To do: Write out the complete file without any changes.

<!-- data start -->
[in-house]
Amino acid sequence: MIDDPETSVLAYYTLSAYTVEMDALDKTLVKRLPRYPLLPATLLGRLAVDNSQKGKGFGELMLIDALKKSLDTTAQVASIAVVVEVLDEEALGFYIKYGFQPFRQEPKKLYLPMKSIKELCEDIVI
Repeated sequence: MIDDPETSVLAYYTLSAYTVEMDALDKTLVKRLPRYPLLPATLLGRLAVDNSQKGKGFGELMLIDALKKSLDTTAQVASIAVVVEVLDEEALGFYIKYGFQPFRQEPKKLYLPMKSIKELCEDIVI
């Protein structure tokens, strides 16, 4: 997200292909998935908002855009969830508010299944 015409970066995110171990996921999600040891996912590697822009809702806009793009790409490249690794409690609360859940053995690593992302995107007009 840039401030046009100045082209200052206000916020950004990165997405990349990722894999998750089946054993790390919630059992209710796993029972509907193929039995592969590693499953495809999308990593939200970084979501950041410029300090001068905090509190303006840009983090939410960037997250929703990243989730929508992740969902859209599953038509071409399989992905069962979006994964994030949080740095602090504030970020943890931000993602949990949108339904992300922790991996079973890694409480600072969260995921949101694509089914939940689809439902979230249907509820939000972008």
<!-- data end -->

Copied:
[in-house]
Amino acid sequence: MIDDPETSVLAYYTLSAYTVEMDALDKTLVKRLPRYPLLPATLLGRLAVDNSQKGKGFGELMLIDALKKSLDTTAQVASIAVVVEVLDEEALGFYIKYGFQPFRQEPKKLYLPMKSIKELCEDIVI
Repeated sequence: MIDDPETSVLAYYTLSAYTVEMDALDKTLVKRLPRYPLLPATLLGRLAVDNSQKGKGFGELMLIDALKKSLDTTAQVASIAVVVEVLDEEALGFYIKYGFQPFRQEPKKLYLPMKSIKELCEDIVI
């Protein structure tokens, strides 16, 4: 997200292909998935908002855009969830508010299944 015409970066995110171990996921999600040891996912590697822009809702806009793009790409490249690794409690609360859940053995690593992302995107007009 840039401030046009100045082209200052206000916020950004990165997405990349990722894999998750089946054993790390919630059992209710796993029972509907193929039995592969590693499953495809999308990593939200970084979501950041410029300090001068905090509190303006840009983090939410960037997250929703990243989730929508992740969902859209599953038509071409399989992905069962979006994964994030949080740095602090504030970020943890931000993602949990949108339904992300922790991996079973890694409480600072969260995921949101694509089914939940689809439902979230249907509820939000972008």